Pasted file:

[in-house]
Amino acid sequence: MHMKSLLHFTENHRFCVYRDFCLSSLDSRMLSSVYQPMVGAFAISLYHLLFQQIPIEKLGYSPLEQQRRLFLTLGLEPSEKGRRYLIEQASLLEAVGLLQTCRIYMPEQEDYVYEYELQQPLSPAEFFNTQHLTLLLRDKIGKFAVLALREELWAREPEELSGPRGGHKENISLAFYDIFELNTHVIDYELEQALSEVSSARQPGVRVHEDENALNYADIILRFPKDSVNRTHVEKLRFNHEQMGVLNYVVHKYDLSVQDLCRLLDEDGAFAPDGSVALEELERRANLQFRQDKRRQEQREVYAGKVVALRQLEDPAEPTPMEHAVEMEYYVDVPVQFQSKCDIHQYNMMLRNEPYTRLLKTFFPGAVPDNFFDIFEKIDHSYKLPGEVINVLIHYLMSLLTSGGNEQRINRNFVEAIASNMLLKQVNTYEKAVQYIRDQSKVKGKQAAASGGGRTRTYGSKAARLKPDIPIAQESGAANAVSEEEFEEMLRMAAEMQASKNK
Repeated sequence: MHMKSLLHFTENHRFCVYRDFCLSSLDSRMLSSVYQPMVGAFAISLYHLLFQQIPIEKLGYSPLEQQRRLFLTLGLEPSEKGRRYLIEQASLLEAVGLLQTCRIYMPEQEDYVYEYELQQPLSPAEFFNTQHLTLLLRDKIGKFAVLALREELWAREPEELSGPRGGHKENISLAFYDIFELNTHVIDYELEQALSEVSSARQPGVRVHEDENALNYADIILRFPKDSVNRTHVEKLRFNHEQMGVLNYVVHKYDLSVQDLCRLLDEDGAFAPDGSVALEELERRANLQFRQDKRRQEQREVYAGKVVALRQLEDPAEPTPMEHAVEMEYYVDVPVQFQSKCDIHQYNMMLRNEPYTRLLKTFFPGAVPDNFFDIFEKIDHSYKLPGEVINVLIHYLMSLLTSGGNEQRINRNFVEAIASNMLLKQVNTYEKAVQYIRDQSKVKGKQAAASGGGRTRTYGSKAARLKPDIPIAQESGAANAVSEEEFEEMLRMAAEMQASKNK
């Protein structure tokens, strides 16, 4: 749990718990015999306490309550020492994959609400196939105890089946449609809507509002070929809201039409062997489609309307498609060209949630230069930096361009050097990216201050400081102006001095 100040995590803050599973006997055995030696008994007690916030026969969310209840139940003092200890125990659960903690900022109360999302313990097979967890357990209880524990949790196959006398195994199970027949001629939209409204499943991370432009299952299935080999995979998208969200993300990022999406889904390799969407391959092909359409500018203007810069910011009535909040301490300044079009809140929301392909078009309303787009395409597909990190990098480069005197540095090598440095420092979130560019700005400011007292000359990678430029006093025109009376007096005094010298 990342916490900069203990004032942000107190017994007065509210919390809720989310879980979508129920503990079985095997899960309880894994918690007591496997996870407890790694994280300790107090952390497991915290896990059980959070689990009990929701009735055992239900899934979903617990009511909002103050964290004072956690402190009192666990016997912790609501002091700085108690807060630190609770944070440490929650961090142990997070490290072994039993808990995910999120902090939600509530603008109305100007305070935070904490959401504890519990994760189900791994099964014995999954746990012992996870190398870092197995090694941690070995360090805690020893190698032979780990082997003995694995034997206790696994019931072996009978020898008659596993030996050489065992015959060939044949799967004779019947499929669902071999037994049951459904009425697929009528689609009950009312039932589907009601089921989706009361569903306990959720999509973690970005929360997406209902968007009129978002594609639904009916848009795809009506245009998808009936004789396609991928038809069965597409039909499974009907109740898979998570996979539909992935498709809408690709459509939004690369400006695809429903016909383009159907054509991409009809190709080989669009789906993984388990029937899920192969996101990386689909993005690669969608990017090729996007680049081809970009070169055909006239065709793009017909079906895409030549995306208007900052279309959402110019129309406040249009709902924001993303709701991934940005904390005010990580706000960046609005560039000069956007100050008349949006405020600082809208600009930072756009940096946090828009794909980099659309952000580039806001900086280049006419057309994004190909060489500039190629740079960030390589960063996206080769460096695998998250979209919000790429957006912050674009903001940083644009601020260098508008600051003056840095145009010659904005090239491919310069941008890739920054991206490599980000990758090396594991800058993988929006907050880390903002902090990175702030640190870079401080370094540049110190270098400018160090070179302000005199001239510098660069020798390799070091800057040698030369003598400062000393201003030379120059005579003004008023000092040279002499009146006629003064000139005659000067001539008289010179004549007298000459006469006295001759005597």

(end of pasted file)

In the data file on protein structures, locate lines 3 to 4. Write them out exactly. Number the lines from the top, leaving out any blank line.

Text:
Repeated sequence: MHMKSLLHFTENHRFCVYRDFCLSSLDSRMLSSVYQPMVGAFAISLYHLLFQQIPIEKLGYSPLEQQRRLFLTLGLEPSEKGRRYLIEQASLLEAVGLLQTCRIYMPEQEDYVYEYELQQPLSPAEFFNTQHLTLLLRDKIGKFAVLALREELWAREPEELSGPRGGHKENISLAFYDIFELNTHVIDYELEQALSEVSSARQPGVRVHEDENALNYADIILRFPKDSVNRTHVEKLRFNHEQMGVLNYVVHKYDLSVQDLCRLLDEDGAFAPDGSVALEELERRANLQFRQDKRRQEQREVYAGKVVALRQLEDPAEPTPMEHAVEMEYYVDVPVQFQSKCDIHQYNMMLRNEPYTRLLKTFFPGAVPDNFFDIFEKIDHSYKLPGEVINVLIHYLMSLLTSGGNEQRINRNFVEAIASNMLLKQVNTYEKAVQYIRDQSKVKGKQAAASGGGRTRTYGSKAARLKPDIPIAQESGAANAVSEEEFEEMLRMAAEMQASKNK
């Protein structure tokens, strides 16, 4: 749990718990015999306490309550020492994959609400196939105890089946449609809507509002070929809201039409062997489609309307498609060209949630230069930096361009050097990216201050400081102006001095 100040995590803050599973006997055995030696008994007690916030026969969310209840139940003092200890125990659960903690900022109360999302313990097979967890357990209880524990949790196959006398195994199970027949001629939209409204499943991370432009299952299935080999995979998208969200993300990022999406889904390799969407391959092909359409500018203007810069910011009535909040301490300044079009809140929301392909078009309303787009395409597909990190990098480069005197540095090598440095420092979130560019700005400011007292000359990678430029006093025109009376007096005094010298 990342916490900069203990004032942000107190017994007065509210919390809720989310879980979508129920503990079985095997899960309880894994918690007591496997996870407890790694994280300790107090952390497991915290896990059980959070689990009990929701009735055992239900899934979903617990009511909002103050964290004072956690402190009192666990016997912790609501002091700085108690807060630190609770944070440490929650961090142990997070490290072994039993808990995910999120902090939600509530603008109305100007305070935070904490959401504890519990994760189900791994099964014995999954746990012992996870190398870092197995090694941690070995360090805690020893190698032979780990082997003995694995034997206790696994019931072996009978020898008659596993030996050489065992015959060939044949799967004779019947499929669902071999037994049951459904009425697929009528689609009950009312039932589907009601089921989706009361569903306990959720999509973690970005929360997406209902968007009129978002594609639904009916848009795809009506245009998808009936004789396609991928038809069965597409039909499974009907109740898979998570996979539909992935498709809408690709459509939004690369400006695809429903016909383009159907054509991409009809190709080989669009789906993984388990029937899920192969996101990386689909993005690669969608990017090729996007680049081809970009070169055909006239065709793009017909079906895409030549995306208007900052279309959402110019129309406040249009709902924001993303709701991934940005904390005010990580706000960046609005560039000069956007100050008349949006405020600082809208600009930072756009940096946090828009794909980099659309952000580039806001900086280049006419057309994004190909060489500039190629740079960030390589960063996206080769460096695998998250979209919000790429957006912050674009903001940083644009601020260098508008600051003056840095145009010659904005090239491919310069941008890739920054991206490599980000990758090396594991800058993988929006907050880390903002902090990175702030640190870079401080370094540049110190270098400018160090070179302000005199001239510098660069020798390799070091800057040698030369003598400062000393201003030379120059005579003004008023000092040279002499009146006629003064000139005659000067001539008289010179004549007298000459006469006295001759005597």